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Languages Evolution: introduction of new keywords

Posted by forax on October 9, 2006 at 2:22 AM PDT

When you want to add features to a language
without breaking backward compatibility,
a widespread idea that you can't add new keywords.

That is why we can currently see weird proposal in Java space
that try to reuse old keywords to express
new kind of abstraction, by example,
synchronized (closure v0.2 section 3) or (Neal Gafter blog about for).

Why introducing a new keyword breaks already written codes ?

When you specify a new keyword, you need to change the lexer to
recognize sequence of characters as a new token.
Thus the lexer doesn't recognize this sequence as an
identifier anymore.

One magic solution is to use a special character (or more) for
differenciate keyword from identifier.
Lot of scripting languages use '$', '#' etc. to tag variables,
is the best example.

Scripting language use special caracters not only
to simplify the lexing process but to help their runtime system
to choose between overloaded operations.
So adding a new keyword is not a major problem
for those languages.

Java is a strong typed language so it doesn't need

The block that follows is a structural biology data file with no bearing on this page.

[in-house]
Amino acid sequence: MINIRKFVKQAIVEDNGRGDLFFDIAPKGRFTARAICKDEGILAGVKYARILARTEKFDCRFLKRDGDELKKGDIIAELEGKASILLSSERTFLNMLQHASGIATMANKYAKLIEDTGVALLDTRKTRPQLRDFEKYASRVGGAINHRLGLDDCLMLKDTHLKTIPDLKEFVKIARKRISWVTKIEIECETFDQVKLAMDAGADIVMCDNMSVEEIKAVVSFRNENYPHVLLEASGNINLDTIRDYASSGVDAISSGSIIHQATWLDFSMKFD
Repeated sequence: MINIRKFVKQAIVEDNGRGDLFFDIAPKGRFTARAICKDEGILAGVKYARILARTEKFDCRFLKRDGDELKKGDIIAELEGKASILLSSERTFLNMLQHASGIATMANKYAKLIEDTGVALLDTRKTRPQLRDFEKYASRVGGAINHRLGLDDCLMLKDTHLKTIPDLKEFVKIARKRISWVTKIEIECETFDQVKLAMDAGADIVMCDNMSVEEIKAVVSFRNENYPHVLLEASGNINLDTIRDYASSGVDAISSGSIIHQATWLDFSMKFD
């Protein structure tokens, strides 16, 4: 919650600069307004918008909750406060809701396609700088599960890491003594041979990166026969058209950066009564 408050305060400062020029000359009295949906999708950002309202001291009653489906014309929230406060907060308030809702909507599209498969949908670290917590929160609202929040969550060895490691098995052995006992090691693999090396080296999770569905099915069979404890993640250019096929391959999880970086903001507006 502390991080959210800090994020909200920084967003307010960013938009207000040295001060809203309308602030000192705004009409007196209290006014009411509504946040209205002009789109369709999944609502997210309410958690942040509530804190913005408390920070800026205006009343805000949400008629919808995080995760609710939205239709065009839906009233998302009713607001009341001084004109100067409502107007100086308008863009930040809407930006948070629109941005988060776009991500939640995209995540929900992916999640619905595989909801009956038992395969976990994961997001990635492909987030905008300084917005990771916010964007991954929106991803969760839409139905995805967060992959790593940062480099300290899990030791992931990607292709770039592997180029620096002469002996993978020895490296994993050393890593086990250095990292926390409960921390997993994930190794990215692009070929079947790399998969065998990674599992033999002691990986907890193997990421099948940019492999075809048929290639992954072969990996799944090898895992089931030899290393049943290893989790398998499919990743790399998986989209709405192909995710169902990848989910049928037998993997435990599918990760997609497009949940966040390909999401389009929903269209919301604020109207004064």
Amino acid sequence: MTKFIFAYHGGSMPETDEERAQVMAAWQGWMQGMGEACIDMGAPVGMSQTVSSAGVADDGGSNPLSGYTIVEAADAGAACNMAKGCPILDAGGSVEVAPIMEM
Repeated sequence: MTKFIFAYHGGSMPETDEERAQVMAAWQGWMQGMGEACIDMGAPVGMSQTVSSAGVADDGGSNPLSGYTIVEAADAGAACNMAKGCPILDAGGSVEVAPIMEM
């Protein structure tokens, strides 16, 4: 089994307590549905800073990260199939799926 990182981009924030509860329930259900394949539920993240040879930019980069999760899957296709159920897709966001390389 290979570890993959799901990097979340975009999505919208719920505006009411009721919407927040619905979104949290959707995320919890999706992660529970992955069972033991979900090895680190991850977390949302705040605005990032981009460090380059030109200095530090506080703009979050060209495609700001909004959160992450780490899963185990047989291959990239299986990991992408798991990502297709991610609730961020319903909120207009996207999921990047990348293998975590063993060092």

such special characters and
we are stuck while we continue to see lexers as
The problem comes from the lexer, so the solution is to change
how lexer works.

Contextual keywords

Let me take an example, "enum" is a new keyword introduced in 1.5
to declare enumerated type.
So the lexer of an 1.5 compiler
now recognize "enum" as a keyword in the whole program.

But in fact, the "enum" that interests a language designer
is only needed to recognize "enum" as a keyword
in the case of a type declaration not in a block of code.

The solution is to use a lexer that implements contextual
keywords, i.e a lexer that let the parser activate or
not rules needed to recognize tokens depending on
the parser state.

enum Foo {                                 // keyword
  public static void main(String[]) {
    Enumeration enum=... // identifier

With two colleagues, i've written a new Parser Generator
named Tatoo
that generates this kind of lexer.

The tutorial is in french at this time because we haven't
lot of time and by our students need it.
But a translation will be available soon.
Slides in PDF and an article from PPPJ'06
are available in english.

Tatoo contains other innovative features like grammar versioning,
full NIO support (push lexer/parser),
lexing without unicode decoding, AST generator.
I will blog about those features later.

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